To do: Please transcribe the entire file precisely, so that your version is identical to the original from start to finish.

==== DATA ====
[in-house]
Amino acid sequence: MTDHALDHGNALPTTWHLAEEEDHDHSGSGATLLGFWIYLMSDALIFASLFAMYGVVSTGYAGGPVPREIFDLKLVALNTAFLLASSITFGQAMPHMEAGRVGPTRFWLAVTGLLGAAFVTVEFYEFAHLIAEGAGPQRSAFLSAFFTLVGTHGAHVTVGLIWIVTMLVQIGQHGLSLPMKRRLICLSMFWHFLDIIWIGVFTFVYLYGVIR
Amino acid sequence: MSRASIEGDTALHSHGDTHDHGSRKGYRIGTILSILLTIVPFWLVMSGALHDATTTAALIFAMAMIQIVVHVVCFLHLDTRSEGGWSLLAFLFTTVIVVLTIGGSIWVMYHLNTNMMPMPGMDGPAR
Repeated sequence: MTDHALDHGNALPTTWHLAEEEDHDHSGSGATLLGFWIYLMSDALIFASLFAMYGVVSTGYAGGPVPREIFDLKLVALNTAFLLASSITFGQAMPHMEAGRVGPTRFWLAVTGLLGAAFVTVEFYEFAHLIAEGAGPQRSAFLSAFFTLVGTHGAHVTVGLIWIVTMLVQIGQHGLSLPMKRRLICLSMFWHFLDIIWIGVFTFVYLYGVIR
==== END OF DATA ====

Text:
[in-house]
Amino acid sequence: MTDHALDHGNALPTTWHLAEEEDHDHSGSGATLLGFWIYLMSDALIFASLFAMYGVVSTGYAGGPVPREIFDLKLVALNTAFLLASSITFGQAMPHMEAGRVGPTRFWLAVTGLLGAAFVTVEFYEFAHLIAEGAGPQRSAFLSAFFTLVGTHGAHVTVGLIWIVTMLVQIGQHGLSLPMKRRLICLSMFWHFLDIIWIGVFTFVYLYGVIR
Amino acid sequence: MSRASIEGDTALHSHGDTHDHGSRKGYRIGTILSILLTIVPFWLVMSGALHDATTTAALIFAMAMIQIVVHVVCFLHLDTRSEGGWSLLAFLFTTVIVVLTIGGSIWVMYHLNTNMMPMPGMDGPAR
Repeated sequence: MTDHALDHGNALPTTWHLAEEEDHDHSGSGATLLGFWIYLMSDALIFASLFAMYGVVSTGYAGGPVPREIFDLKLVALNTAFLLASSITFGQAMPHMEAGRVGPTRFWLAVTGLLGAAFVTVEFYEFAHLIAEGAGPQRSAFLSAFFTLVGTHGAHVTVGLIWIVTMLVQIGQHGLSLPMKRRLICLSMFWHFLDIIWIGVFTFVYLYGVIR